The Kirk said it has so far accepted 27 new candidates for training this year and with further applicants due for assessment next month, it could even be the largest intake for ten years, officials said.
The figures were disclosed as the Church builds on its Tomorrow’s Calling campaign to promote parish ministry, with a new recruitment website and an online advent calendar carrying 24 video messages created by ministers.
Rev Neil Glover, convener of the Church’s Ministries Council, said: “We’re no different to other professions facing up to retirement challenges, like GPs and teaching. The Church has been slow to get to get to grips with the scale of the problem but now it is a top priority.
“We currently have just over 800 ministers, and more than 400 of them are aged 55 or over.
“Ministers tend to work a bit beyond the normal pension age, but we now need to recruit 30 new trainees every year. With around 10 ministers usually returning to parish ministry or joining us each year, then we will be able to continue serving our parishes.”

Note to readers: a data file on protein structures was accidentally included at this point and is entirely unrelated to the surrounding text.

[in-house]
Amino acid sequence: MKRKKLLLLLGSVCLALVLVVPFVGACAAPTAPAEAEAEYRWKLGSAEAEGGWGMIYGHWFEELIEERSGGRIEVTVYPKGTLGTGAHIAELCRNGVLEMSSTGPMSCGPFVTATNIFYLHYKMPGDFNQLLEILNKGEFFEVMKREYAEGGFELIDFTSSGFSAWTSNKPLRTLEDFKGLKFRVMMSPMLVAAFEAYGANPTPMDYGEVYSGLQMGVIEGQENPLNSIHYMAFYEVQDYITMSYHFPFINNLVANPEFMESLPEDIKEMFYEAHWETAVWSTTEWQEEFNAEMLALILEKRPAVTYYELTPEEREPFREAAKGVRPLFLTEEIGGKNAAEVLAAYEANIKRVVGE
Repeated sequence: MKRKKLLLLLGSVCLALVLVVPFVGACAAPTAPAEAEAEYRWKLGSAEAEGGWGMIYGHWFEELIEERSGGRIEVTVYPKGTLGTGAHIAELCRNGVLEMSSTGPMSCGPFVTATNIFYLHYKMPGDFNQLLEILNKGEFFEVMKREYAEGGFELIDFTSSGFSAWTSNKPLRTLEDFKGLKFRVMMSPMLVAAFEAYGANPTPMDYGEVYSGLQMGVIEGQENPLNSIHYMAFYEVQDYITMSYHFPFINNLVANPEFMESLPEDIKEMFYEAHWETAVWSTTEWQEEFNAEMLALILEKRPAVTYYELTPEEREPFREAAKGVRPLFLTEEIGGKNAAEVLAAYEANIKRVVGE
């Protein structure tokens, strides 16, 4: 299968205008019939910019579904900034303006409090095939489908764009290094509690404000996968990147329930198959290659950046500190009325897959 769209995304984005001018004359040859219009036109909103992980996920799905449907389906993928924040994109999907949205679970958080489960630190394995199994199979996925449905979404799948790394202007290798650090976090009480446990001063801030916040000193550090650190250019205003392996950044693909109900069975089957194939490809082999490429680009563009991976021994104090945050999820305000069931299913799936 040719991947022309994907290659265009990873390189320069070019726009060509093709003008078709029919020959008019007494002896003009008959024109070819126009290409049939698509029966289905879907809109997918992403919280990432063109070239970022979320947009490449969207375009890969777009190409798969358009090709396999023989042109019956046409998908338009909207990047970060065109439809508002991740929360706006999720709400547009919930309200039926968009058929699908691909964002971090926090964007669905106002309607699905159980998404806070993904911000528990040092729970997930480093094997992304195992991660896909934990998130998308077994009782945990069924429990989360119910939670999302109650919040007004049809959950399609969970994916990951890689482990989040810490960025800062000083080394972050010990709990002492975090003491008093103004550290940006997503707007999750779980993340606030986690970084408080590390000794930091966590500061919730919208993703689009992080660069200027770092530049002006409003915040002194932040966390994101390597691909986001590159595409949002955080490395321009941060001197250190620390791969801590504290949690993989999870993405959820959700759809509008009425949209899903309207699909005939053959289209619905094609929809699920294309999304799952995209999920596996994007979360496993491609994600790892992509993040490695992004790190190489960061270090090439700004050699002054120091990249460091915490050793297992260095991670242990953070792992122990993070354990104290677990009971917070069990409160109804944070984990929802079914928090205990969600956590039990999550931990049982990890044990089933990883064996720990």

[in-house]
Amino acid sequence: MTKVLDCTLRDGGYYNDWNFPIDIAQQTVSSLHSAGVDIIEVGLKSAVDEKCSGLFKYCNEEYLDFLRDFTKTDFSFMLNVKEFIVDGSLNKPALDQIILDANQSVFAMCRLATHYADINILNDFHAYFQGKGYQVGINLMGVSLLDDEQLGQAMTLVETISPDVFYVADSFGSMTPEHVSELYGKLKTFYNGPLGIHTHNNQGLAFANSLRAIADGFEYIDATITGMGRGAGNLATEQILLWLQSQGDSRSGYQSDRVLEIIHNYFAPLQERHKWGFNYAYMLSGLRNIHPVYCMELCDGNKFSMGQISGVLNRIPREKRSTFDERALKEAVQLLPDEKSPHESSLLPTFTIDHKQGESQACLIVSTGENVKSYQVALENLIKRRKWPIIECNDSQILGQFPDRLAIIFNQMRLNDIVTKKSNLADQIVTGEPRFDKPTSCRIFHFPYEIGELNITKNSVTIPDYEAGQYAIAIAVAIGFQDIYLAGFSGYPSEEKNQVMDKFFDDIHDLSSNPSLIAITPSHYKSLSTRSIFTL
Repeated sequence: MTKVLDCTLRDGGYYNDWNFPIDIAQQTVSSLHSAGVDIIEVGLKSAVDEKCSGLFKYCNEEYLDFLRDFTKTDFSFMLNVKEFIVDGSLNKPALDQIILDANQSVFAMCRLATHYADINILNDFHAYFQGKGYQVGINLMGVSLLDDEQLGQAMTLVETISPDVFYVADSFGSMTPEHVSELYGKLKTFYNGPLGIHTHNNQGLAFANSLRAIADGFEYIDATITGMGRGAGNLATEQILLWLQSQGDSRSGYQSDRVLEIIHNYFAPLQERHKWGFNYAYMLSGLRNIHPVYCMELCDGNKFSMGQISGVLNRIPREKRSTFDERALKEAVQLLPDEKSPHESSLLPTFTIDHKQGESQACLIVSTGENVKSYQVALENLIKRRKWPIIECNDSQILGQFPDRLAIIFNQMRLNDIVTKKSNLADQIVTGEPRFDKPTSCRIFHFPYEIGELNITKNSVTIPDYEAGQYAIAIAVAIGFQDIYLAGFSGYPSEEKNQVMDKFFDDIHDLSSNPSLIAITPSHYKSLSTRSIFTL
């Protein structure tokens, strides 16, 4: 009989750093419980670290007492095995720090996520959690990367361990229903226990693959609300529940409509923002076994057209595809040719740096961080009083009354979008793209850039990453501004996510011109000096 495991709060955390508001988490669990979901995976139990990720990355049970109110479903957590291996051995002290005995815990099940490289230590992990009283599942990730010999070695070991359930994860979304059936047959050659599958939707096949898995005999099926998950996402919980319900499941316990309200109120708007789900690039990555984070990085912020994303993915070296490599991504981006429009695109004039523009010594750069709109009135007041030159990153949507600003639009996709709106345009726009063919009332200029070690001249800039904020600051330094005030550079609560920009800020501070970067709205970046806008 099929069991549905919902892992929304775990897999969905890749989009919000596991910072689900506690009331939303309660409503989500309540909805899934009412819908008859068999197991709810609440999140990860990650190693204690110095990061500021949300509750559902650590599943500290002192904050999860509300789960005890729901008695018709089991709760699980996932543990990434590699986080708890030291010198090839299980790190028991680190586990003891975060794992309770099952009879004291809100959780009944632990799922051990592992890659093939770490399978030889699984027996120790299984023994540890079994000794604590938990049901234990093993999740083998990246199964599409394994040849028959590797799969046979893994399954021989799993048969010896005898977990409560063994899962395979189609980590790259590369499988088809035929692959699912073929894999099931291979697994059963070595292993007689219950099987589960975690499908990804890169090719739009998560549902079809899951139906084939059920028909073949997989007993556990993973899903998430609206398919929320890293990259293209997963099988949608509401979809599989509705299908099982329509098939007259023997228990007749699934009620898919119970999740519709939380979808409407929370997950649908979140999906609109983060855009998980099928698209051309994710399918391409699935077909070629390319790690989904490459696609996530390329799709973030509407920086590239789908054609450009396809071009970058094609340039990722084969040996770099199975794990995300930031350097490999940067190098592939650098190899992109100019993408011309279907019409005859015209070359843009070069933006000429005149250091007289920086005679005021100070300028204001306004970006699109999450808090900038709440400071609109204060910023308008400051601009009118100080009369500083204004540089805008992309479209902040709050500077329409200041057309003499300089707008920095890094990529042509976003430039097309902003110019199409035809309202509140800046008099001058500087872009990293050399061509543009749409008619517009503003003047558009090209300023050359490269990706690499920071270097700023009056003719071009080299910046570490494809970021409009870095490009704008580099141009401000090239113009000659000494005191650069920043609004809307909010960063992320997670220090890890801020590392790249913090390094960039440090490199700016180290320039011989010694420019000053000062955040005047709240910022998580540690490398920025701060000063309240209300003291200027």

Mother-of-two Louise Purden, 39, has just been accepted by the Church as a trainee. Meanwhile, her father Rev John McPake, 67, has come out of retirement to work part-time as an associate minister at Edinburgh’s Gorgie Dalry Parish Church.
Ms Purden said she had recently started feeling “butterflies in her tummy” when she thought about becoming a minister. “I guess I have become more aware of the roles that ministers can have and how much the Church has enhanced my life and my family life and I want that for my children as well so I am looking forward to it,” she said.
Her father, who entered ministry at Edinburgh’s Liberton Northfield in his mid-40s, said he was “very encouraged and pleased” with his daughter’s decision.
The Church launched its Tomorrow’s Calling recruitment campaign at May’s General Assembly in Edinburgh.